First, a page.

If you can afford carbon take a look at titanium. It should outlast you and gives a compliant ride. Lynskey is a good brand that has some less expensive models that are priced close to carbon and less than many.
 

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Wow, haven't seen and didn't expect that. So with a carbon frame I can expect to replace the bike or at least the frame every few years or sooner? May have to shift gears a bit and start looking at titanium
Not necessarily, some carbon fiber bikes last for many years. It all depends upon your lottery! :D
 

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Not a rocket surgeon.
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Wow, haven't seen and didn't expect that. So with a carbon frame I can expect to replace the bike or at least the frame every few years or sooner? May have to shift gears a bit and start looking at titanium
No, not true. The vast majority of carbon frames have a very long service life. They are just as good as anything else for their intended puropse.

Some advice is given with an odd agenda pushing it. Zeet rides a carbon bike and rambles on and on about steel and titanium. All frame materials will serve you well of you get a bike that firs you and your riding style.
 

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Cycling induced anoesis
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... how do you know which is right for your needs
Forget 8r, OCLV and all the other marketing terms meant to confuse. Rather, test ride a bunch of bikes. Then you'll know.

As far as CF's durability, while all frame materials have inherent characteristics that (together with the laws of physics during a crash) dictate how they'll fare, CF has the best STW ratio, is non-corrosive and has high fatigue resistance. Below is (IMO) about the best materials comparison I've come across.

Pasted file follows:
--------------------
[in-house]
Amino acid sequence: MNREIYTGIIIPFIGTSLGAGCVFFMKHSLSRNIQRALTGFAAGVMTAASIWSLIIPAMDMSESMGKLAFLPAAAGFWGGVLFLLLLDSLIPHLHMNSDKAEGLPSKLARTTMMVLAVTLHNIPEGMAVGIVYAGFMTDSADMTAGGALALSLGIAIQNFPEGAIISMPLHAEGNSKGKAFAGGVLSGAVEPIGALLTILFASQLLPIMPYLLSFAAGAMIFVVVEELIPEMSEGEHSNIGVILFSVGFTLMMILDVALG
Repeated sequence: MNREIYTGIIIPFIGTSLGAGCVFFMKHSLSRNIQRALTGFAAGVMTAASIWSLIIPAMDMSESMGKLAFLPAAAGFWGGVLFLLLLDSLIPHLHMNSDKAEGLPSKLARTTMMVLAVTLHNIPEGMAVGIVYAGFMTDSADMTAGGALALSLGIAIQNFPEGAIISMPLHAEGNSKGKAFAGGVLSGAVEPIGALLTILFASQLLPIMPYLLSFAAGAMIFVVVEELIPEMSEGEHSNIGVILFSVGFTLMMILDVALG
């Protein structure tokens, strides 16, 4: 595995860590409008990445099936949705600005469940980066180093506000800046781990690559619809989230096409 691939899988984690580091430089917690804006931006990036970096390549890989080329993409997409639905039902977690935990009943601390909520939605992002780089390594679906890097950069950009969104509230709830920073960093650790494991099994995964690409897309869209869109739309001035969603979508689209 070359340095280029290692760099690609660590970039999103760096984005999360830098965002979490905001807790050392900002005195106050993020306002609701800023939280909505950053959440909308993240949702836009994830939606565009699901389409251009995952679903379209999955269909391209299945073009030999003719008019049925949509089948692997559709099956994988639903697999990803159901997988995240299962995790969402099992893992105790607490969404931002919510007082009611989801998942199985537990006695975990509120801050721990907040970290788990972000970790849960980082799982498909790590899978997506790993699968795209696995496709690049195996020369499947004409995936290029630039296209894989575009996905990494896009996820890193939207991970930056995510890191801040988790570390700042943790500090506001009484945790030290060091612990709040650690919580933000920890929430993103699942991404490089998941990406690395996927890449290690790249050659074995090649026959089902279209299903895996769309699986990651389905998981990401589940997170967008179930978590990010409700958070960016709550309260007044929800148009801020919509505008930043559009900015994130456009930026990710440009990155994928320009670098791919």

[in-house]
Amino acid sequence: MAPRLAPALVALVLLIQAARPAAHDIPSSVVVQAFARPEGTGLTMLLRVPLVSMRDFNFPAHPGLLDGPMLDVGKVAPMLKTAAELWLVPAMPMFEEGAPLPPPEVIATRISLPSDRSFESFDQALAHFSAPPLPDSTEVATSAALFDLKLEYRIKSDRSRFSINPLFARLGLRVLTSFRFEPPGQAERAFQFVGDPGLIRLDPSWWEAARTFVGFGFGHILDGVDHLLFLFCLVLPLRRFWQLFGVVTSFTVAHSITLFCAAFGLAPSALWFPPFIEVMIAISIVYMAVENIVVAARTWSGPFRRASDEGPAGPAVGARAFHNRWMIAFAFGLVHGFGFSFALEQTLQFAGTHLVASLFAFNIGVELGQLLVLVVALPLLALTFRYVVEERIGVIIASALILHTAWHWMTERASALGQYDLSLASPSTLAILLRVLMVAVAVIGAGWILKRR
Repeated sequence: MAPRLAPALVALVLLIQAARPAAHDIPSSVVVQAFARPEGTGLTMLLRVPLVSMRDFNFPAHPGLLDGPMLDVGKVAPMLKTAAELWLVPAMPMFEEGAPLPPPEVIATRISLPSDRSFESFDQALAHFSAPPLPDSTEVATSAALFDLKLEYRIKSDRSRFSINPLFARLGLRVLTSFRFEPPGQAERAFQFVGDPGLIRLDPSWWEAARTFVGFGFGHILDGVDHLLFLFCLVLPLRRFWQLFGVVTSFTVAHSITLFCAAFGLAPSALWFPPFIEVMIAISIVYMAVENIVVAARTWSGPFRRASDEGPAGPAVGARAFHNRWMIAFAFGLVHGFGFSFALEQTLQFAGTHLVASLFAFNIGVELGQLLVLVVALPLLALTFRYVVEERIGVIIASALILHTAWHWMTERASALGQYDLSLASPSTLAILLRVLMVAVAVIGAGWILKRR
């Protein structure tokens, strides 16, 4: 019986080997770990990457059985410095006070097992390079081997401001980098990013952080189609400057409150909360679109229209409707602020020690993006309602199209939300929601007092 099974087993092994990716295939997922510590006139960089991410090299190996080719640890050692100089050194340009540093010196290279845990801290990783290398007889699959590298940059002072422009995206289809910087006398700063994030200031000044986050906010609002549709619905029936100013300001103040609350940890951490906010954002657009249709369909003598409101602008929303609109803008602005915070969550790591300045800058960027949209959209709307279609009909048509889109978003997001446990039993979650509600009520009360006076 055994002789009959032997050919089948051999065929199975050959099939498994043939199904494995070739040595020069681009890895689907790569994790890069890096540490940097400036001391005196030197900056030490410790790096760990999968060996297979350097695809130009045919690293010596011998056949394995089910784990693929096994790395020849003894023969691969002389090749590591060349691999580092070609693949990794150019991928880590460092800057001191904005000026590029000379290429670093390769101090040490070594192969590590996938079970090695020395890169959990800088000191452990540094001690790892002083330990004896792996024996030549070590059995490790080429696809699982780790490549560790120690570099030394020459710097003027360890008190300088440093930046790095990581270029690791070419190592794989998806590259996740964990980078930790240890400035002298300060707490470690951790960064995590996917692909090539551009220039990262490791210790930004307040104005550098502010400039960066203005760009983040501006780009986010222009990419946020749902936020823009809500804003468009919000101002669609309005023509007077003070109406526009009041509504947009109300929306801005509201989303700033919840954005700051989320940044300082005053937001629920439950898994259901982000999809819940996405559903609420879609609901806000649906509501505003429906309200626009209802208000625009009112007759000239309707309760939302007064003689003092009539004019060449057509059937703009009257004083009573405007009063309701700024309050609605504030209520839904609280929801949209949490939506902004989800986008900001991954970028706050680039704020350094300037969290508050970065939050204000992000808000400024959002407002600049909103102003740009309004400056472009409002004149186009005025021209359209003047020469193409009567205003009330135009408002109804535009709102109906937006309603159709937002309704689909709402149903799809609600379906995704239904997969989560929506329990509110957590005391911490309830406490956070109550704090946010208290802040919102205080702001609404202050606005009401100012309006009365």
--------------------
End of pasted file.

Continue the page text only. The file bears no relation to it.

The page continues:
Technical White Paper | Calfee Design
 

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Most of my bikes are made of chromoly steel. I just recently bought a CF Fuji road bike. I'm still trying to get used to it. It feels strange when cornering. I can't seem to feel the road like when riding steel, or even my aluminum Trek 7.5FX. I also feel like I almost have to pamper my CF bike. I dunno, I guess I'm still in the process of adaptation.
 

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Not a rocket surgeon.
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Most of my bikes are made of chromoly steel. I just recently bought a CF Fuji road bike. I'm still trying to get used to it. It feels strange when cornering. I can't seem to feel the road like when riding steel, or even my aluminum Trek 7.5FX. I also feel like I almost have to pamper my CF bike. I dunno, I guess I'm still in the process of adaptation.
I beat the snot out of mine. I have carbon, Ti, steel and aluminum. Yep all of them. I beat them all equally and they are fine.

The best frame material is the one you ride. If you dont ride a bike, its crap.
 

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I really wonder about the unexplained CF failures that we read of here.

There was a thread last week (searched but couldn't find it) showing a bike that broke in half seemingly because the rider braked hard enough to loft his rear wheel, WTF?

Doesn't really matter to me tho. I'm old and buying Ti.
 
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I really wonder about the unexplained CF failures that we read of here.

There was a thread last week (searched but couldn't find it) showing a bike that broke in half seemingly because the rider braked hard enough to loft his rear wheel, WTF?

Doesn't really matter to me tho. I'm old and buying Ti.
I dunno just when you think CF is out of the woods, you either see or hear of yet another failed frame or fork. Like this one for example: http://forums.roadbikereview.com/motobecane-mercier/motobecane-warranty-sucks-189735.html